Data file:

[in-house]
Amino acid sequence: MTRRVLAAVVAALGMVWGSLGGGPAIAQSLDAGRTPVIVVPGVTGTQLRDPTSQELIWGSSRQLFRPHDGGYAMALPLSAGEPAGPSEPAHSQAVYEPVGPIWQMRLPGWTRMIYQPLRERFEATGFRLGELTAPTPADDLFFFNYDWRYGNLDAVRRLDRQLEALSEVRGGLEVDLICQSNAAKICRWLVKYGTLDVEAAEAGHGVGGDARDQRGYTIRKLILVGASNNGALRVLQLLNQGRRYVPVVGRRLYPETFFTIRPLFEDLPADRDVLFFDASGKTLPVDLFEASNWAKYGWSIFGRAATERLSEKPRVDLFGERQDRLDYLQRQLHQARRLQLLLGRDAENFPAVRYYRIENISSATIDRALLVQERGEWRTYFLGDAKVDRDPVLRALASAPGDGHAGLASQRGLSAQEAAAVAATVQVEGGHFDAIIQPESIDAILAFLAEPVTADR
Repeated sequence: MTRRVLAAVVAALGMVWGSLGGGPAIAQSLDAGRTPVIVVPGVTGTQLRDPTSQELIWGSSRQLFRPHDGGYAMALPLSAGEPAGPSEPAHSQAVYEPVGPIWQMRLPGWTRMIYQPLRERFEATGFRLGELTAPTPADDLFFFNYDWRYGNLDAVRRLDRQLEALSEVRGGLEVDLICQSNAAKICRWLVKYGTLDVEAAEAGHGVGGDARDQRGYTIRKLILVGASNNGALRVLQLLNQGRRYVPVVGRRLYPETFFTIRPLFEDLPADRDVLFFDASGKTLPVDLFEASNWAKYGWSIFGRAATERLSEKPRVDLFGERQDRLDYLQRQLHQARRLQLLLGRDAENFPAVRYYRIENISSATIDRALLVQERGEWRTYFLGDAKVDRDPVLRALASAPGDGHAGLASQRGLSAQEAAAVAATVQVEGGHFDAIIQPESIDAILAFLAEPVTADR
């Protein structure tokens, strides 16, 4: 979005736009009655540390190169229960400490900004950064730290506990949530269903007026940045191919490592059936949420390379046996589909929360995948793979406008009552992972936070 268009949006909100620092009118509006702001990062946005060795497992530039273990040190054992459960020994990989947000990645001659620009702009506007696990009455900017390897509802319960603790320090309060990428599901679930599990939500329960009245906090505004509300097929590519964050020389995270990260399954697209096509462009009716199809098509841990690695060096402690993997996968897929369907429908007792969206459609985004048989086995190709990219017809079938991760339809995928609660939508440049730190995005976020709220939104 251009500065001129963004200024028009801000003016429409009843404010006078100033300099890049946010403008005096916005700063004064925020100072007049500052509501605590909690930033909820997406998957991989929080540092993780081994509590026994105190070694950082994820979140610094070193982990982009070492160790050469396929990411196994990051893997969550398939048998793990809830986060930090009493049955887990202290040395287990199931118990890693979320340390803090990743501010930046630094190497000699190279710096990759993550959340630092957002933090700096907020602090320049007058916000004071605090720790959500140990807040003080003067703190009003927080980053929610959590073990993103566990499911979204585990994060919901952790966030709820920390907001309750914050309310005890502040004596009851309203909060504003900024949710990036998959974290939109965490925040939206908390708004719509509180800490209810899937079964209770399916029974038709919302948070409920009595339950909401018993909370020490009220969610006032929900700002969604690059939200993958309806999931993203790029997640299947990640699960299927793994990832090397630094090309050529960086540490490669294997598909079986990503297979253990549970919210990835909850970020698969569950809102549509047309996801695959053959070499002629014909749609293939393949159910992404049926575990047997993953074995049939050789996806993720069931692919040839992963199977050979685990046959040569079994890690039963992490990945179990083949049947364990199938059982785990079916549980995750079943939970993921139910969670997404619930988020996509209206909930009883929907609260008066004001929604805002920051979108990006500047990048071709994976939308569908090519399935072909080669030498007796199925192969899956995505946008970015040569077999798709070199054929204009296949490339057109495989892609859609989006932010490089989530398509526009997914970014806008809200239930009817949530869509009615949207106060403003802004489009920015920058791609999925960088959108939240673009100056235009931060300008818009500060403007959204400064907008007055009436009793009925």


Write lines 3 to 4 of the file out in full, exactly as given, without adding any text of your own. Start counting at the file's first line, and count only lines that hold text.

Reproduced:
Repeated sequence: MTRRVLAAVVAALGMVWGSLGGGPAIAQSLDAGRTPVIVVPGVTGTQLRDPTSQELIWGSSRQLFRPHDGGYAMALPLSAGEPAGPSEPAHSQAVYEPVGPIWQMRLPGWTRMIYQPLRERFEATGFRLGELTAPTPADDLFFFNYDWRYGNLDAVRRLDRQLEALSEVRGGLEVDLICQSNAAKICRWLVKYGTLDVEAAEAGHGVGGDARDQRGYTIRKLILVGASNNGALRVLQLLNQGRRYVPVVGRRLYPETFFTIRPLFEDLPADRDVLFFDASGKTLPVDLFEASNWAKYGWSIFGRAATERLSEKPRVDLFGERQDRLDYLQRQLHQARRLQLLLGRDAENFPAVRYYRIENISSATIDRALLVQERGEWRTYFLGDAKVDRDPVLRALASAPGDGHAGLASQRGLSAQEAAAVAATVQVEGGHFDAIIQPESIDAILAFLAEPVTADR
């Protein structure tokens, strides 16, 4: 979005736009009655540390190169229960400490900004950064730290506990949530269903007026940045191919490592059936949420390379046996589909929360995948793979406008009552992972936070 268009949006909100620092009118509006702001990062946005060795497992530039273990040190054992459960020994990989947000990645001659620009702009506007696990009455900017390897509802319960603790320090309060990428599901679930599990939500329960009245906090505004509300097929590519964050020389995270990260399954697209096509462009009716199809098509841990690695060096402690993997996968897929369907429908007792969206459609985004048989086995190709990219017809079938991760339809995928609660939508440049730190995005976020709220939104 251009500065001129963004200024028009801000003016429409009843404010006078100033300099890049946010403008005096916005700063004064925020100072007049500052509501605590909690930033909820997406998957991989929080540092993780081994509590026994105190070694950082994820979140610094070193982990982009070492160790050469396929990411196994990051893997969550398939048998793990809830986060930090009493049955887990202290040395287990199931118990890693979320340390803090990743501010930046630094190497000699190279710096990759993550959340630092957002933090700096907020602090320049007058916000004071605090720790959500140990807040003080003067703190009003927080980053929610959590073990993103566990499911979204585990994060919901952790966030709820920390907001309750914050309310005890502040004596009851309203909060504003900024949710990036998959974290939109965490925040939206908390708004719509509180800490209810899937079964209770399916029974038709919302948070409920009595339950909401018993909370020490009220969610006032929900700002969604690059939200993958309806999931993203790029997640299947990640699960299927793994990832090397630094090309050529960086540490490669294997598909079986990503297979253990549970919210990835909850970020698969569950809102549509047309996801695959053959070499002629014909749609293939393949159910992404049926575990047997993953074995049939050789996806993720069931692919040839992963199977050979685990046959040569079994890690039963992490990945179990083949049947364990199938059982785990079916549980995750079943939970993921139910969670997404619930988020996509209206909930009883929907609260008066004001929604805002920051979108990006500047990048071709994976939308569908090519399935072909080669030498007796199925192969899956995505946008970015040569077999798709070199054929204009296949490339057109495989892609859609989006932010490089989530398509526009997914970014806008809200239930009817949530869509009615949207106060403003802004489009920015920058791609999925960088959108939240673009100056235009931060300008818009500060403007959204400064907008007055009436009793009925």